The paint describes the color or raster to be pushed through the shape, when the graphical object is displayed on a canvas. The paint concept in Bifrost supports any kind of pure colors, as well as more sophisticated features such as hatching, tiling, and sampled raster images. These various features of paint can be described in two main paint concepts: solid color and raster paint.
A solid color fills out the entire shape with one particular color. This concept may be specialized by allowing a repeated pattern, a tile, to be applied to the paint, conceptually by only allowing the paint to reach the canvas where this pattern allows it to. This is a way of obtaining various hatching effects.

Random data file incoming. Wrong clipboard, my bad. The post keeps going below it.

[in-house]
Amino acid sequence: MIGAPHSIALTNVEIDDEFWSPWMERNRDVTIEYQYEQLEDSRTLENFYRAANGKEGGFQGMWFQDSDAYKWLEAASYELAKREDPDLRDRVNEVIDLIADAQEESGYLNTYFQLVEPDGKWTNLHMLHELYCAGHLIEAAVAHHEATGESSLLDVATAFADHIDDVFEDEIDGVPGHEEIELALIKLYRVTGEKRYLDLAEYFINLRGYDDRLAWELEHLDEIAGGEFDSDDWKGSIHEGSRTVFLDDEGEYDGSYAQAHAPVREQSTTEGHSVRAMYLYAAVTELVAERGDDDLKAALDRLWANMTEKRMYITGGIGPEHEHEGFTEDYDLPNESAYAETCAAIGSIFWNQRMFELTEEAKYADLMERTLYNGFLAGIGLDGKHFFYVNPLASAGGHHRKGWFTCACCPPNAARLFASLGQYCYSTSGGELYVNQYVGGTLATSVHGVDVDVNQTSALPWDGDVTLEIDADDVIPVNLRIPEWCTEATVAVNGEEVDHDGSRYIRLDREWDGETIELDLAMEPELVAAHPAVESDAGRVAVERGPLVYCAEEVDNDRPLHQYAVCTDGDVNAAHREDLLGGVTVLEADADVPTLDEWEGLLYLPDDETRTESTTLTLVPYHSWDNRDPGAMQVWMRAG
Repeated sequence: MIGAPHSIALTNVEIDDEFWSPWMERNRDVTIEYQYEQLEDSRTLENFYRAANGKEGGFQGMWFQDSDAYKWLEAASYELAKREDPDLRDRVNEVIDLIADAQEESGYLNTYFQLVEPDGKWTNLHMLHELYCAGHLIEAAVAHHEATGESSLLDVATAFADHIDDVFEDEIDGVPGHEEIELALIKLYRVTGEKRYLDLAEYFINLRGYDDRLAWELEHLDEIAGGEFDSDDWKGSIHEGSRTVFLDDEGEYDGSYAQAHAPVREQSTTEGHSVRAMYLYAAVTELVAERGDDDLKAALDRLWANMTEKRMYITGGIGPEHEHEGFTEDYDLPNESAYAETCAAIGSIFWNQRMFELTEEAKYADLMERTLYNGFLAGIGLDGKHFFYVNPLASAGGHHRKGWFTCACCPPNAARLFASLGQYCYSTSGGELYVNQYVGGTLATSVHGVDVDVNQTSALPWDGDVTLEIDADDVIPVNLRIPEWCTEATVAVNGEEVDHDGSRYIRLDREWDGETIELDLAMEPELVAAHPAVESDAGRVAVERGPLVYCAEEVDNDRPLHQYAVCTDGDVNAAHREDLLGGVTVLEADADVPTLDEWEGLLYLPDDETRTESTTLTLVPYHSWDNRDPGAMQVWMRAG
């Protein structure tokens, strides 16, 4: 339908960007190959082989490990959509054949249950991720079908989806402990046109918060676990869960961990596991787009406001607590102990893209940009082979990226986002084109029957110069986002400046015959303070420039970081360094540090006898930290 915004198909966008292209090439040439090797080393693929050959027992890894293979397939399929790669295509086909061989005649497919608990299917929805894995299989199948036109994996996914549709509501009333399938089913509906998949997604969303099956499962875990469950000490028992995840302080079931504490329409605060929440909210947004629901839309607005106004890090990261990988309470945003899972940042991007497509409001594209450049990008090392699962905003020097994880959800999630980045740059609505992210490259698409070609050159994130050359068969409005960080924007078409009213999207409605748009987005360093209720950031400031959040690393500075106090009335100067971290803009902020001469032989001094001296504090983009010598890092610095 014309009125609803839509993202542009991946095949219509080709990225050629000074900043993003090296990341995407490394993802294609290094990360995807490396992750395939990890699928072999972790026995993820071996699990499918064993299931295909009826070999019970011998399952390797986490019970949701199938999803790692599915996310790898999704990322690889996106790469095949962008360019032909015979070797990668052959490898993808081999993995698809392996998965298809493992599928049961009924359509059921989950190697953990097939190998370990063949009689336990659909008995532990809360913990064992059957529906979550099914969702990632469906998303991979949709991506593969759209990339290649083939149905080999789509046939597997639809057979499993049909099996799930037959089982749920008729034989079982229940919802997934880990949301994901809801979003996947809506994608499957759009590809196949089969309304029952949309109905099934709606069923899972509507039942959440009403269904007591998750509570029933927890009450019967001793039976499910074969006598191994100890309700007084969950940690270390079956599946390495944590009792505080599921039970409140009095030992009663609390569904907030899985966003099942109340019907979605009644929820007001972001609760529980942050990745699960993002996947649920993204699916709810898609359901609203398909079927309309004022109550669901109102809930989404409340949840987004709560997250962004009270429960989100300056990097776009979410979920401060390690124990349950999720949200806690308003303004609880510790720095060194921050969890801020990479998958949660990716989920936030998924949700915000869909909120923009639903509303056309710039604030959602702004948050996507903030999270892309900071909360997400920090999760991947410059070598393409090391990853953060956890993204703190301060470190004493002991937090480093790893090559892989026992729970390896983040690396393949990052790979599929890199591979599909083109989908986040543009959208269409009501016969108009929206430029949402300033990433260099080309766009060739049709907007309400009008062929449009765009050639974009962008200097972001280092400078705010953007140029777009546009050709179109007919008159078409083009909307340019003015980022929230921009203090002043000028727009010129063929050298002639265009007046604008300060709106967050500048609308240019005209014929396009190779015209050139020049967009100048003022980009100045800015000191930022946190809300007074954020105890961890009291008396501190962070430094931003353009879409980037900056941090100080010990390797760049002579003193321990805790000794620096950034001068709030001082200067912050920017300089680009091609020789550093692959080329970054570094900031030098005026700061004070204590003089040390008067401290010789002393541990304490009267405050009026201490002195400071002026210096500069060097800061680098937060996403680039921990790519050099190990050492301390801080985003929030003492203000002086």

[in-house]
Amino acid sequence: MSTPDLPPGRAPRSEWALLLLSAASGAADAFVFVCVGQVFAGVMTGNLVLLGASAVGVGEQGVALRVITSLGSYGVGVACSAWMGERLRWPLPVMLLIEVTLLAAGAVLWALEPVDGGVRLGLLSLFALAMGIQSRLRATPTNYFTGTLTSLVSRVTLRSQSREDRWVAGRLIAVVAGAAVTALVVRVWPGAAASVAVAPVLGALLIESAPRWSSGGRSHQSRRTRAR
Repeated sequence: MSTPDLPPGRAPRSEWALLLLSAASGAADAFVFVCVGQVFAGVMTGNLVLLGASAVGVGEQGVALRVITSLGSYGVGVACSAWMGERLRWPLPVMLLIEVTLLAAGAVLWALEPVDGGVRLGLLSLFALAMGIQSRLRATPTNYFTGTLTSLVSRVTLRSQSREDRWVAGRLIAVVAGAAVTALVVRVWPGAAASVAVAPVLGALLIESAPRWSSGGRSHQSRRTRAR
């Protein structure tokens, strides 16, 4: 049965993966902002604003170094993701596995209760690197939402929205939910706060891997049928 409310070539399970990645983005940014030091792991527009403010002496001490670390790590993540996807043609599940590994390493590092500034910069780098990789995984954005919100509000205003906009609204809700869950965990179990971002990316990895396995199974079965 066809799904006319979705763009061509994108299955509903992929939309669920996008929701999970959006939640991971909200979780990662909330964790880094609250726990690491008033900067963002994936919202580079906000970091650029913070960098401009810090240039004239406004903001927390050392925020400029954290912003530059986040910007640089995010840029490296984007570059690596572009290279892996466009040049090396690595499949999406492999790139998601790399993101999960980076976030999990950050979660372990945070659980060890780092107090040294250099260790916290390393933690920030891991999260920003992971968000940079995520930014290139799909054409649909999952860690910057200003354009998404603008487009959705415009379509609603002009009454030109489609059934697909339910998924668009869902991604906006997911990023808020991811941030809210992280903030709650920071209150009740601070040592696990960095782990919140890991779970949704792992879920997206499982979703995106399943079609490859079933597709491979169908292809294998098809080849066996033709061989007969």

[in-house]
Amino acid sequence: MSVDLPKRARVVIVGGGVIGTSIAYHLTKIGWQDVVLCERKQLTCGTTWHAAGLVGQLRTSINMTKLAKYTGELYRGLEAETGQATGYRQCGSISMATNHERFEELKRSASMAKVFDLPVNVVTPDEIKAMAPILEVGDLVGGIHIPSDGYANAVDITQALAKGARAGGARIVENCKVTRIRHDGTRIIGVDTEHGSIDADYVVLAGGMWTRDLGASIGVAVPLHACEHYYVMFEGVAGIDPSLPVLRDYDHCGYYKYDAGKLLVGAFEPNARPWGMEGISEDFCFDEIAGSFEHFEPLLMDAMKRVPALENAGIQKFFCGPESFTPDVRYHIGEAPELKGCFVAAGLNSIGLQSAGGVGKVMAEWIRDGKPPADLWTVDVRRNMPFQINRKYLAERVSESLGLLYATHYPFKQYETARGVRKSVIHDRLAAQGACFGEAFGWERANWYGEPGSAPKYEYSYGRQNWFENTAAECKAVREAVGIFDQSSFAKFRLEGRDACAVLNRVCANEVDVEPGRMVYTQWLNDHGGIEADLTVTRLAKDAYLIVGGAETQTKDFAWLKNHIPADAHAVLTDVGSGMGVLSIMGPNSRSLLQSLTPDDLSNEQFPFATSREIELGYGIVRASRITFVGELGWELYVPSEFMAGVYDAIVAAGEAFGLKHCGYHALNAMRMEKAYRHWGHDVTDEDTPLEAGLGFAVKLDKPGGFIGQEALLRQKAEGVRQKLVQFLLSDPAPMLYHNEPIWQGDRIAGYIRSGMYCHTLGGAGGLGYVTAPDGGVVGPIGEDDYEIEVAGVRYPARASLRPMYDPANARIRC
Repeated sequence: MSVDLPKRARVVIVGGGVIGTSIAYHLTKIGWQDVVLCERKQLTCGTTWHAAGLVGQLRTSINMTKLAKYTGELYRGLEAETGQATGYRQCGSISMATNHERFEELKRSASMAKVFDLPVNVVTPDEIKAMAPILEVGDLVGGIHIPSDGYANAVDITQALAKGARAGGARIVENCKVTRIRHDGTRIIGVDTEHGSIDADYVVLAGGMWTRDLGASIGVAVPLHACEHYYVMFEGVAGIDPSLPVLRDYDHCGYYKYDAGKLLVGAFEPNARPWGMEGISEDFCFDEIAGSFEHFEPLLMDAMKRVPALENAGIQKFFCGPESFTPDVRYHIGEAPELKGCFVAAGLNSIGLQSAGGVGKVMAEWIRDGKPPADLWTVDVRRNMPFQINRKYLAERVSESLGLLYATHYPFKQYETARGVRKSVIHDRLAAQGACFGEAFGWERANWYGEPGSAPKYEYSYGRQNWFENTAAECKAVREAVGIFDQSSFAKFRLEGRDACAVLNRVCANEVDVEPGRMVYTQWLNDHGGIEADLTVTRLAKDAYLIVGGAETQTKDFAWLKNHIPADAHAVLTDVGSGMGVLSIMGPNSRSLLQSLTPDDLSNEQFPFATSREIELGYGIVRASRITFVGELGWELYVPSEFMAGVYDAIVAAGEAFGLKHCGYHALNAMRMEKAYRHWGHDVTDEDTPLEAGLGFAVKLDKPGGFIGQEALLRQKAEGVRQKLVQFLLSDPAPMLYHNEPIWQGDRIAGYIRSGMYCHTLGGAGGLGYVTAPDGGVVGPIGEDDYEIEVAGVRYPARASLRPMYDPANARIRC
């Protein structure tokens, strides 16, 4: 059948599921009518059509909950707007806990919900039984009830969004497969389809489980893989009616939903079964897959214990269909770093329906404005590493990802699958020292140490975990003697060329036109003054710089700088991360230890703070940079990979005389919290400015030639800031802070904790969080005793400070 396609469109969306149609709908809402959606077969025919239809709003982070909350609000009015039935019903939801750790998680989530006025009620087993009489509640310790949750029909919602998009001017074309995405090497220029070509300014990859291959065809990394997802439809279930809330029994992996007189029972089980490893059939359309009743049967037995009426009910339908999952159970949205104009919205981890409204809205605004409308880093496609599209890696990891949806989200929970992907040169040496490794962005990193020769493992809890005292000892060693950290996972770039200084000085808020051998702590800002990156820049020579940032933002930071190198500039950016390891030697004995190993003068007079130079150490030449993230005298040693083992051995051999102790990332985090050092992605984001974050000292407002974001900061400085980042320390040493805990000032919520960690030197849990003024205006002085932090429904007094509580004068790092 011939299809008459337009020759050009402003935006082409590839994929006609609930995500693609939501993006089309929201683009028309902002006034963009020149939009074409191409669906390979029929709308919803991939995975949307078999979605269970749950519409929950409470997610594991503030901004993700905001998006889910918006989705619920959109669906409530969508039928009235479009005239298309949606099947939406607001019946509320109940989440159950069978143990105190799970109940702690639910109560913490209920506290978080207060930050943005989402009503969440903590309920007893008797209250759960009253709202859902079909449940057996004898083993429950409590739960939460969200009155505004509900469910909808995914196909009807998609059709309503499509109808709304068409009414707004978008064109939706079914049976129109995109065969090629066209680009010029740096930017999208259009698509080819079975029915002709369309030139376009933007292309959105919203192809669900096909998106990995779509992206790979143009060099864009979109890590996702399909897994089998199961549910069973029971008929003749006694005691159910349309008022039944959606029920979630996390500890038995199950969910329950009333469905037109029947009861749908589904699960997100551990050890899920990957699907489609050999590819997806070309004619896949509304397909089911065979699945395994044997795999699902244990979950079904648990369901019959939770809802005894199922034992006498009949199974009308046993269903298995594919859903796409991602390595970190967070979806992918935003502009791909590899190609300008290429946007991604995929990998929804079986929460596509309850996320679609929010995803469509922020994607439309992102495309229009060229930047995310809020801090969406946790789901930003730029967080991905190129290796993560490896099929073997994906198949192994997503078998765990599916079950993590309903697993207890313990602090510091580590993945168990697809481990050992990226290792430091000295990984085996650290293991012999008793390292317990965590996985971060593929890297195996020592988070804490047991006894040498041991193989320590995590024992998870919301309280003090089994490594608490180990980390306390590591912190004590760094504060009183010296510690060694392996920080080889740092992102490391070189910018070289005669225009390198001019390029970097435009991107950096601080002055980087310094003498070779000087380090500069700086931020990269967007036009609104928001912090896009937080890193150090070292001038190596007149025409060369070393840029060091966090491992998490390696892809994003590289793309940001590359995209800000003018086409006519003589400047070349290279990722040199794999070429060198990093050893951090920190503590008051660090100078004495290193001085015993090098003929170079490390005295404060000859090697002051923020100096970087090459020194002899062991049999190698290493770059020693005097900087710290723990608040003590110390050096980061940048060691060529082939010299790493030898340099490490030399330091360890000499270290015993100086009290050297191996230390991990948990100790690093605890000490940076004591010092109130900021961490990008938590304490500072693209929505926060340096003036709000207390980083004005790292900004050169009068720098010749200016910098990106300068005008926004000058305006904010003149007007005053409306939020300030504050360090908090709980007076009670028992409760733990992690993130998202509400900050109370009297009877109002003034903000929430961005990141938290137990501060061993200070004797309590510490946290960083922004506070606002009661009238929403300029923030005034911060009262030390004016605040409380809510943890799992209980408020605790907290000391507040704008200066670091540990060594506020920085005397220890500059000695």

Raster paint uses a raster to fill the shape. The concept Raster is described in Rasters. In order to use a raster to fill the shape several things must be specified: first, the raster itself must be specified; secondly, the raster position in the shape must be supplied (by specifying the hotspot of the raster in shape coordinates); third and last, it must be specified what to do if the raster is too small to fill out the entire shape. Bifrost supports two approaches when the raster is too small to fill out the entire shape: repeating the raster over and over again, thus tiling the interior of the shape with it, or by using a solid color - called a padding color - to fill out any parts of the shape not covered by the raster, and thus not filled by the raster image.
The paint hierarchy is illustrated in the Figure below. This hierarchy may, of course, be extended if needed.
Two operations are defined for the general paint concept:
|The Bifrost Graphics System - Reference Manual||© 1991-2004 Mjølner Informatics||
[Modified: Tuesday October 24th 2000 at 15:02]